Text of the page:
Highly successful college athletes in the USA were questioned as to what was their worst memory of sport growing up. The No. 1 response was ‘The Car Journey Home.’
Every week up and down Scotland the car journey home has now extended to the walk back to the car, the car journey home and the return back to the house.
It can be heard every weekend straight after a match from the Borders to the Highlands, where more often than not the dad delivers advice on the way back to the car... they can’t even wait until they get into the car.
Why did you do that there? Do you remember when you got the ball off the goalie, why didn’t you pass it down the wing? Why didn’t you mark properly at the corner?
All the child is doing more often than not is looking down or drinking their water pretending to really listen when actually they probably wish the ground would swallow them up.
Even Scottish journalist Graham Spiers who took the view that a child should not be pushed during his career in journalism until he had his own children acknowledged, ‘But I find I cannot handle his faults. If he misses a shot, or pulls out of a tackle – as I did for 20 years as a young footballer – I’m filled with contempt and disdain. On these occasions the car journey home can be pretty bleak.’
The car ride home is when the child just wants to quietly let the game sink in - whether a win or a loss.
They know if they've played well or badly. You don't need to tell them.
It is their game and it is their invitation for you to be part of it.
It is not easy for a parent but we must remember that the sole reason that our children play sport and will stay involved in sports is fun.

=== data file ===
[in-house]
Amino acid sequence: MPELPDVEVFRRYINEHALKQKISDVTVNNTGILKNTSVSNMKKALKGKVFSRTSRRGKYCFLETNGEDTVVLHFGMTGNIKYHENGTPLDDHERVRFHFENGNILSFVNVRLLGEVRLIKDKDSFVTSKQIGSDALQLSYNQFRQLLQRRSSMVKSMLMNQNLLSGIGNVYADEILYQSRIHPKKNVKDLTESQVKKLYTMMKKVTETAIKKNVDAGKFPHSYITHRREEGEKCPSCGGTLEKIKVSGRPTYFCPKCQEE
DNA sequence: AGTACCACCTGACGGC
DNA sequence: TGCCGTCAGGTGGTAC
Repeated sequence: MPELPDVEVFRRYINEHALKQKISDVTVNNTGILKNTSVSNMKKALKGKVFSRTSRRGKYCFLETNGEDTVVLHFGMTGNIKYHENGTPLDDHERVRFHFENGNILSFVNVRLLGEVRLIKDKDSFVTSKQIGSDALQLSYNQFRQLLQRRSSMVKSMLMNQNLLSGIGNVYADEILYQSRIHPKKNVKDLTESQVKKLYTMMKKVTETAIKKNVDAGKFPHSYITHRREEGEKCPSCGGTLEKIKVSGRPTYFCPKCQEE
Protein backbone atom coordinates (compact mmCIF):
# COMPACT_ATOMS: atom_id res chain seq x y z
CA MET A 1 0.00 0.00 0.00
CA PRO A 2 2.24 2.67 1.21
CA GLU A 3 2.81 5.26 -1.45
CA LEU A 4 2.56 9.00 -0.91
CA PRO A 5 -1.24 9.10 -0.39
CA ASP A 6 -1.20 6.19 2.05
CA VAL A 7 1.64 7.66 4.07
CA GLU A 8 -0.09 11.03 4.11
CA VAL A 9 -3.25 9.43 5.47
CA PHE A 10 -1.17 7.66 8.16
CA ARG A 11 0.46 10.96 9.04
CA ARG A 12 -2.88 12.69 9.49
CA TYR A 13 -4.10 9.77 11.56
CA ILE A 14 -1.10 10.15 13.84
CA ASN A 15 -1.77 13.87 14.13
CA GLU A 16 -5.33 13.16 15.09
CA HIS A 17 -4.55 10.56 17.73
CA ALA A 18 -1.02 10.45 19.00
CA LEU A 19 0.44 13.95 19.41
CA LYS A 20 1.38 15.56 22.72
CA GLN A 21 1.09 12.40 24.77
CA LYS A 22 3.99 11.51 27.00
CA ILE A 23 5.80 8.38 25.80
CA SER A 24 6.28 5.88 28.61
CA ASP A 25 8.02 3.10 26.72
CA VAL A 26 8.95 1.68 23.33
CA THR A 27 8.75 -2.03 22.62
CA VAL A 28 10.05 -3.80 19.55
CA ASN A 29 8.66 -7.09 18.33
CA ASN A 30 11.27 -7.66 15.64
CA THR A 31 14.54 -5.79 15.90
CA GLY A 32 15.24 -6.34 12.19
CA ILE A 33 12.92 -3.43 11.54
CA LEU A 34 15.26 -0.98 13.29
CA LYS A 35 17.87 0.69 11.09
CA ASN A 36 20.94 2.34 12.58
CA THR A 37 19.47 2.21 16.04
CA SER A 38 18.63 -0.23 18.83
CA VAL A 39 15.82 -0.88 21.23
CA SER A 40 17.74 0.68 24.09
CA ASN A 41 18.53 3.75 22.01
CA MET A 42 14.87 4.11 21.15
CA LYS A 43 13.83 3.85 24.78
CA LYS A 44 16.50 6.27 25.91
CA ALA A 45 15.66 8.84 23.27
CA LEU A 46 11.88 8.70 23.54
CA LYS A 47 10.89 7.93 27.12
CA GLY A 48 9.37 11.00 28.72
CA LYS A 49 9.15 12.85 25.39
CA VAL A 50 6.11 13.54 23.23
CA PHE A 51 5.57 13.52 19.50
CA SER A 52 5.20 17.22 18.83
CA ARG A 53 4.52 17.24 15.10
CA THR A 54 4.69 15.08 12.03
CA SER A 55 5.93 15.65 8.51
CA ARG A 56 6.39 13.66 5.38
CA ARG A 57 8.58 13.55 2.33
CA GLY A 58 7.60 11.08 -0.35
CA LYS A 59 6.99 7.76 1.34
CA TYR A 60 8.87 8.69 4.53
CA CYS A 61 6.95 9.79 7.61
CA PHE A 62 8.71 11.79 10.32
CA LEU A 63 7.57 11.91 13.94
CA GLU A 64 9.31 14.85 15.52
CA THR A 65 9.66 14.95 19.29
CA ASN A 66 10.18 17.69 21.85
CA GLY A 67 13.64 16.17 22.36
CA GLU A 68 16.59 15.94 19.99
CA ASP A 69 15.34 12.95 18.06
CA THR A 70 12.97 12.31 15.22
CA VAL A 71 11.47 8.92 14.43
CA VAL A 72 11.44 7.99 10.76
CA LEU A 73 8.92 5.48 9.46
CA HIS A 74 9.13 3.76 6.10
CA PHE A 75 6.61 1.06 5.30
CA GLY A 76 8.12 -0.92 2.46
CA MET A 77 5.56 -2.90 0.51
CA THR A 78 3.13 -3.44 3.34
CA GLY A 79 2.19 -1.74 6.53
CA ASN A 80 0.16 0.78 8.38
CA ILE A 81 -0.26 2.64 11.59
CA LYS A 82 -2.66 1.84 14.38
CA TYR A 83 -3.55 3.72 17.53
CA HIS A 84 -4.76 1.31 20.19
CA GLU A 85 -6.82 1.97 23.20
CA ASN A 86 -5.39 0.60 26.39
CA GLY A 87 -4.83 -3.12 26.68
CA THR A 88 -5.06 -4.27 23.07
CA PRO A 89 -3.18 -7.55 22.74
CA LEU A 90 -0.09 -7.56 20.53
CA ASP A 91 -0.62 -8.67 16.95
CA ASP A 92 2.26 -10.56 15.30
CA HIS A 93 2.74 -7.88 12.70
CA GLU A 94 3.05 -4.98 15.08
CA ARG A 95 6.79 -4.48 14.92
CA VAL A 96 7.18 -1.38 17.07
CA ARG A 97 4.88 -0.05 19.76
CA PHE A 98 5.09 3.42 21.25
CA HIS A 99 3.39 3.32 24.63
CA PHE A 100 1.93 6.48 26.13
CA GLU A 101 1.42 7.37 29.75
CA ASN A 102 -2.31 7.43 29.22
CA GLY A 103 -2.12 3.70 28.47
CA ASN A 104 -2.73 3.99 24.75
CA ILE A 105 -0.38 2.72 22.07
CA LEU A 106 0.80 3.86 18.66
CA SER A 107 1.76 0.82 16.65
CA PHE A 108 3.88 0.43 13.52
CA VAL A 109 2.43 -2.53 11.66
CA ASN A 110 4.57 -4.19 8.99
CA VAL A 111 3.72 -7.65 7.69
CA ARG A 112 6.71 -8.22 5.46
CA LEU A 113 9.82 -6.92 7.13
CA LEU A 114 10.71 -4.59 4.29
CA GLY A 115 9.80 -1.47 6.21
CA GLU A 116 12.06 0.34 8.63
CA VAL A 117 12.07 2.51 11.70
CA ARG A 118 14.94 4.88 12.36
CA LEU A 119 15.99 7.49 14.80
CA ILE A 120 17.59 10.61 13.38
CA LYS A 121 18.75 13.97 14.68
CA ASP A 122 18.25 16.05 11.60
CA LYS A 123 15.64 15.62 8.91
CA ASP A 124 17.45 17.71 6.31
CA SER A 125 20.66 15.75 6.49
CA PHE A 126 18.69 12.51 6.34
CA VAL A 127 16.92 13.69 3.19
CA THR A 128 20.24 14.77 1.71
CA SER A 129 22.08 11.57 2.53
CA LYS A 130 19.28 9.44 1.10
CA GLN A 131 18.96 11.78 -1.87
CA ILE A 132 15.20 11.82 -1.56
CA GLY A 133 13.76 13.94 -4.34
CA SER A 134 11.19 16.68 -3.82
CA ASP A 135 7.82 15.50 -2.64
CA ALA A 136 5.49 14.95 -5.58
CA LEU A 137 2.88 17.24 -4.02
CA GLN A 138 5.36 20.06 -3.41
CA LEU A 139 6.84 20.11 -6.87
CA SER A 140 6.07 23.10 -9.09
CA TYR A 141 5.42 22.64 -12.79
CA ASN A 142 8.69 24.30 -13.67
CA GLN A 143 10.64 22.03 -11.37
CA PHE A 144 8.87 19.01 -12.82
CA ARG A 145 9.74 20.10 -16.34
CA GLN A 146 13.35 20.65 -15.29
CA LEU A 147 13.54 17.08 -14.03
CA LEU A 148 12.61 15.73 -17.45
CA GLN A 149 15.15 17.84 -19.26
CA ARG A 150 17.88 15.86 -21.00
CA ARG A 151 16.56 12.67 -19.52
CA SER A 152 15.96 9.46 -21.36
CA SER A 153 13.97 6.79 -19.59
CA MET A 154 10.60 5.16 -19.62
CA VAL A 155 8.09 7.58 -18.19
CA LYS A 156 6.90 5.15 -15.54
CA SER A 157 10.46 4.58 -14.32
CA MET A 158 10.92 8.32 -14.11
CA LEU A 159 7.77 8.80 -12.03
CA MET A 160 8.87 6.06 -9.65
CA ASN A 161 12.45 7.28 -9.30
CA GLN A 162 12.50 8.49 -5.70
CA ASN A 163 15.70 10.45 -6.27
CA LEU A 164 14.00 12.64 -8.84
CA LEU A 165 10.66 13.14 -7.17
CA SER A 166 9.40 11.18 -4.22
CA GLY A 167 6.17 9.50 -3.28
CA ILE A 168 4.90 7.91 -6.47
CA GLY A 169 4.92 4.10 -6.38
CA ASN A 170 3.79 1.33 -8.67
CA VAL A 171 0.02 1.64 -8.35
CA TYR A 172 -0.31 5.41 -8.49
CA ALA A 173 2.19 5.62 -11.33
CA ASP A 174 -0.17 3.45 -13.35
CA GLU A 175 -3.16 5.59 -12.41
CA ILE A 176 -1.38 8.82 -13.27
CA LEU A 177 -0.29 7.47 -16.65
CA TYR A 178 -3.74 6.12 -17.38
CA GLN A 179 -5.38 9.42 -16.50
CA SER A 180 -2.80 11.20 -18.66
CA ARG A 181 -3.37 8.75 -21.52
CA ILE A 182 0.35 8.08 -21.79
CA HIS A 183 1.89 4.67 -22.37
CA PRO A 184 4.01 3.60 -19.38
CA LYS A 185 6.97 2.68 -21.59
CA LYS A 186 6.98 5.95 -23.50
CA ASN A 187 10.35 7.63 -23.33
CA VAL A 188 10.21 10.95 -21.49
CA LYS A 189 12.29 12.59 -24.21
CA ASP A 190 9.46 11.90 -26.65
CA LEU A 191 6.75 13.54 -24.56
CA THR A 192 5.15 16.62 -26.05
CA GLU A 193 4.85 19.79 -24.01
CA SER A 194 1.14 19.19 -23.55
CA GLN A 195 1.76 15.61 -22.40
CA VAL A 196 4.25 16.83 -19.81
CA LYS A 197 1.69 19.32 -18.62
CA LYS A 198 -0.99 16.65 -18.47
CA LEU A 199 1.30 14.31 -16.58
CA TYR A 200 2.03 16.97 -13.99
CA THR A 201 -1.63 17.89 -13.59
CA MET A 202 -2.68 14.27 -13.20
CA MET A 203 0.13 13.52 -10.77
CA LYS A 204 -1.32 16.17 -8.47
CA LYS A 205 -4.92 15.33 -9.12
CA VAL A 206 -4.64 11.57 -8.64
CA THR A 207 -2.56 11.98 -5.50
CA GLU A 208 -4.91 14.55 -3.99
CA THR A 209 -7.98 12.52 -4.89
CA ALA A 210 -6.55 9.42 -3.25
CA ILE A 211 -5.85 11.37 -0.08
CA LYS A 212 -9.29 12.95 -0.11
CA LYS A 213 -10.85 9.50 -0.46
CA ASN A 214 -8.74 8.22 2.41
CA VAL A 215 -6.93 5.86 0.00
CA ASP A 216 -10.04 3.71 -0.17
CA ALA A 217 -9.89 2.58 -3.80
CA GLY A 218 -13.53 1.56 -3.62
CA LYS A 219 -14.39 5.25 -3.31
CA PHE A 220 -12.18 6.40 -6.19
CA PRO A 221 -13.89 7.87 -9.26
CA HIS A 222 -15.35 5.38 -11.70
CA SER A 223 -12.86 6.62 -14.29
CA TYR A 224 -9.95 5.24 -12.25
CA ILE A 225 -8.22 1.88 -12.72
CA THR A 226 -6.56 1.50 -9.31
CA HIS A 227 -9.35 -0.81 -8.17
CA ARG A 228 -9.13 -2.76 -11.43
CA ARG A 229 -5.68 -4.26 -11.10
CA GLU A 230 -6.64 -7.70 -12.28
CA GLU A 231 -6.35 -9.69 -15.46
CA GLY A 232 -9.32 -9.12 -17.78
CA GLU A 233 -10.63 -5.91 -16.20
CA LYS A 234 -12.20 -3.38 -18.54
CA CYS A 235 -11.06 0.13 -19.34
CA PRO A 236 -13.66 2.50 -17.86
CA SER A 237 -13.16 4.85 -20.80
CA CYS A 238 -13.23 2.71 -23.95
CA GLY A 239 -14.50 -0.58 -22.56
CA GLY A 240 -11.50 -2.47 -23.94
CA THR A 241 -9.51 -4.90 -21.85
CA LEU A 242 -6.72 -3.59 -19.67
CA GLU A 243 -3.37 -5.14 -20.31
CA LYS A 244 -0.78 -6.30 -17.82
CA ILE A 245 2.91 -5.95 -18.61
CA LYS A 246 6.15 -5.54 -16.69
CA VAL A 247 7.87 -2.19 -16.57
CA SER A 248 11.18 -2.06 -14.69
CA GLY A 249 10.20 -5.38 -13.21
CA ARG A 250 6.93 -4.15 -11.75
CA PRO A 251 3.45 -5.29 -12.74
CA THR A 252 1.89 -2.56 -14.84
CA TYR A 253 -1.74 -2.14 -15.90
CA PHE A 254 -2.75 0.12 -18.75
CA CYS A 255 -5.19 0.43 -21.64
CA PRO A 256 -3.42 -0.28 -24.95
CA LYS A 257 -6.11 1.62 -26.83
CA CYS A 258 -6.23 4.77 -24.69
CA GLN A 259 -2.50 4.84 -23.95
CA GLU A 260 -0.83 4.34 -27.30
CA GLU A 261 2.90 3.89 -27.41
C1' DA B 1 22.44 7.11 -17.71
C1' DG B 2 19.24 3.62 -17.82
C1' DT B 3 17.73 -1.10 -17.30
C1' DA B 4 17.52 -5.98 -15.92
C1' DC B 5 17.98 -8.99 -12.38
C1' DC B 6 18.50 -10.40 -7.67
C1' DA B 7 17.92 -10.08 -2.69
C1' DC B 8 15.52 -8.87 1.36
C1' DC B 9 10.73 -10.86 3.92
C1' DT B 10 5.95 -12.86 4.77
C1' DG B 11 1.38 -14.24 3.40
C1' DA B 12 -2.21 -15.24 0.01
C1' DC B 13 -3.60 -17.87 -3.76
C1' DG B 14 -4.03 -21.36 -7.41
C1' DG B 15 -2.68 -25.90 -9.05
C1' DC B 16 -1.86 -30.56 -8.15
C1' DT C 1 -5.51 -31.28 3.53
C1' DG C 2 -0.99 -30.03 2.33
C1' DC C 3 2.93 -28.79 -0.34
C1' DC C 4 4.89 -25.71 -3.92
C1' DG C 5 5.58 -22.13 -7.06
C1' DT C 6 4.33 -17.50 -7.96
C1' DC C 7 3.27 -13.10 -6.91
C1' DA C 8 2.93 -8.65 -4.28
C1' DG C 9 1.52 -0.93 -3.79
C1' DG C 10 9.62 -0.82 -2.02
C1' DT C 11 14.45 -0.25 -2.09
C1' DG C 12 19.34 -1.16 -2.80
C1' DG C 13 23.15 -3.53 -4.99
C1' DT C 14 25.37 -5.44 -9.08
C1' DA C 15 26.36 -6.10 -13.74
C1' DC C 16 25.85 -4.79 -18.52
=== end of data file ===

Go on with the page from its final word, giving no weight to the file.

Children want you to be a parent when they finish playing not a second coach. It is very little wonder that many children like their grandparents watching them play as more often than not the grandparents are very proud of them, smile at them and then at the end of the game tell them something along the lines of, ‘Well done- I loved watching you play! Did you enjoy it?’.
Perhaps if you still feel the need to talk after a game to your child that you could maybe ask them some questions that allow the child to reflect on the game/session that they have just been involved in.
What were the best bits of the game for you today? What did you think you did well? Was there anything that you were not happy with? What do you think you may need to work on to improve?
This at least allows you both to have a conversation, allows the conversation to be led by the child and guided by you. No more than that, just because your child has let you in with a chat does it mean that you have to impart all of your knowledge on to them.
Or perhaps we all should take a step back, be proud of what our children do and simply say to them ‘I loved watching you play’.
This article has been written by Gordon Maclelland of www.parentsinsport.co.uk. They can also be followed on Facebook @wwpis and on twitter [email protected]